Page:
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Dec 01, 2015 11:00 AM EST

Anti-AIDS drugs taken before and after sex can prevent AIDS

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A new study shows that taking just a few anti-AIDS pills before and after sex can reduce the risk of HIV infection by 86%, USA Today reports.

The study was published online Tuesday in The New England Journal of Medicine. A preliminary version of the study's results was presented in February at the annual meeting of the Conference on Retroviruses and Opportunistic Infections.

The new study adds to a growing list of HIV prevention strategies.

For the research study, the participants took two pills a few hours before a sexual encounter, a third the next day and a fourth the day after that.

Participants in the 400-person study took an average of 15 pills a month. The researchers followed the participants for an average of 9.3 months.

Earlier studies have proved that people can reduce their risk of HIV infection by taking a daily pill called Truvada. This prevention strategy, called pre-exposure prophylaxis, or PrEP, has been shown to reduce the risk of HIV transmission by 92% in studies of men who have sex with men.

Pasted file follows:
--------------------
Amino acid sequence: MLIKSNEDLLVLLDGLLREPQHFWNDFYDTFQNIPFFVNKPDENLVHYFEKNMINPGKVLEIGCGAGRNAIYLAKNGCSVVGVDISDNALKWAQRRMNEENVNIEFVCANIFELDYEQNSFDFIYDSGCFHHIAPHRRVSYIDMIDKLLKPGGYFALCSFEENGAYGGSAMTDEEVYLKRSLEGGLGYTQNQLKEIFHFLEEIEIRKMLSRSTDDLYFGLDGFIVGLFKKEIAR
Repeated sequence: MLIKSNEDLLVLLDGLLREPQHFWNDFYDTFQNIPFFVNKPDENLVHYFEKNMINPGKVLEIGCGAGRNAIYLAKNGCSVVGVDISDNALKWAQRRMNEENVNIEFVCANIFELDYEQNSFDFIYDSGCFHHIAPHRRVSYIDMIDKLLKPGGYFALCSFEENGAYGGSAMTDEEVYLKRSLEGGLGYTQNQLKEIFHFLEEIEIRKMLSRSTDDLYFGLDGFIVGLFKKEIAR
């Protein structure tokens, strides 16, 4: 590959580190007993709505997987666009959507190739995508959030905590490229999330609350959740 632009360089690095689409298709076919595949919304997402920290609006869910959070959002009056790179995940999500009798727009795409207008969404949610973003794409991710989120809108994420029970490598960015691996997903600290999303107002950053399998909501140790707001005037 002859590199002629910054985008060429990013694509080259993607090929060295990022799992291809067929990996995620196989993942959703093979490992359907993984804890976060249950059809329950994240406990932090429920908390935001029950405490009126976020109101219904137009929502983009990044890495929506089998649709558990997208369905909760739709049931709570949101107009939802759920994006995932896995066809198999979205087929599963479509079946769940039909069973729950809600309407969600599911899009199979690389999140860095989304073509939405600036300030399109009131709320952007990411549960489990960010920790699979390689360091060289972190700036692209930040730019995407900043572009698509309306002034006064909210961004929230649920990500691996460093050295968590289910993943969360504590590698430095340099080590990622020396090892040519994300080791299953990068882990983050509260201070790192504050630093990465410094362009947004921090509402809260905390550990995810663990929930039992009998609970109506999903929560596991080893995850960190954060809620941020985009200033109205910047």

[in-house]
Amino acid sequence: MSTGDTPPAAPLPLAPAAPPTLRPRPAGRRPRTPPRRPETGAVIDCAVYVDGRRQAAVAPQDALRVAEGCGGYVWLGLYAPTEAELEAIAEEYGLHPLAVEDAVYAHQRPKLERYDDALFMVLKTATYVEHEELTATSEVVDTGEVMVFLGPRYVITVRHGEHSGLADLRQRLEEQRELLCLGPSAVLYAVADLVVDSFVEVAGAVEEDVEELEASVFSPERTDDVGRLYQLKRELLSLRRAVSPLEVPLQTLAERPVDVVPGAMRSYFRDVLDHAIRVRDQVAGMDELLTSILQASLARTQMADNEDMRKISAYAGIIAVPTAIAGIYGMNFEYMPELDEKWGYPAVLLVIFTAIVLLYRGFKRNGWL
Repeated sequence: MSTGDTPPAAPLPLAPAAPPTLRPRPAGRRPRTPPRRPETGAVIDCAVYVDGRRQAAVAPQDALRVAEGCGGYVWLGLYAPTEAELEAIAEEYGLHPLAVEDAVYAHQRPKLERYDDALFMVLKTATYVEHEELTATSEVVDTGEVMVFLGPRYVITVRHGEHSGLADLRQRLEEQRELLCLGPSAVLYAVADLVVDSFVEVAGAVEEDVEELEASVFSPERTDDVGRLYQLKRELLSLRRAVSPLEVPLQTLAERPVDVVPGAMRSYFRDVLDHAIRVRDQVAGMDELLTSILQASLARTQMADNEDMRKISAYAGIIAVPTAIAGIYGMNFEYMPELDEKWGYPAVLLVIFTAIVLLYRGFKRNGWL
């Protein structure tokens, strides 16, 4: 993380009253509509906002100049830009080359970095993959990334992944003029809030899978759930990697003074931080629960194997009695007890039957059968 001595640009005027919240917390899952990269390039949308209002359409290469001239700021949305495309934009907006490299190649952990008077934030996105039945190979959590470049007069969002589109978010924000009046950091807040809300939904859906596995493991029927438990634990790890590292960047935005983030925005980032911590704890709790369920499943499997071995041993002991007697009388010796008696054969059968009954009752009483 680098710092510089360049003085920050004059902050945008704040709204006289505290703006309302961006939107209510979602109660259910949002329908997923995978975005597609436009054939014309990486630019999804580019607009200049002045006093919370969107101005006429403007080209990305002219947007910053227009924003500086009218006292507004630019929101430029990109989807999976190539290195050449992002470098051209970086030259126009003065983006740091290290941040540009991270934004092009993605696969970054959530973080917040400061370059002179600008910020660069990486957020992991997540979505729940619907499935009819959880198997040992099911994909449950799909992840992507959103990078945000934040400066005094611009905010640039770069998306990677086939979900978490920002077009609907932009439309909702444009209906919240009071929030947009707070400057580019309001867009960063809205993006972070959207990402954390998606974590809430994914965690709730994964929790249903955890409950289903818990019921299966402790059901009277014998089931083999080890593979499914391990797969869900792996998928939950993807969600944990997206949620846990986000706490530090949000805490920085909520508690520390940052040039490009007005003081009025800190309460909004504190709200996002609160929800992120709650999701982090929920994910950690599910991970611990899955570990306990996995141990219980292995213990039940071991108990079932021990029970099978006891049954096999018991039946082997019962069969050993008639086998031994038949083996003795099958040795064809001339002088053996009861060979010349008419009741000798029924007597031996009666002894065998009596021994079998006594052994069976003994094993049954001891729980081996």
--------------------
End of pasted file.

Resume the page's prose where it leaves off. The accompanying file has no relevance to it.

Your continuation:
Also, PrEP reduced the risk of HIV infection by 70% in a study of intravenous drug users.

However, doctors did not know until now that taking PrEP "on demand" was as effective as taking the pills everyday.

In more recent years, medications have become a critical part of HIV prevention.

The new study included only men who have sex with men or transgender women, who were born male but identify as female. Men in the study also had frequent sex.

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Tags aids, PrEP
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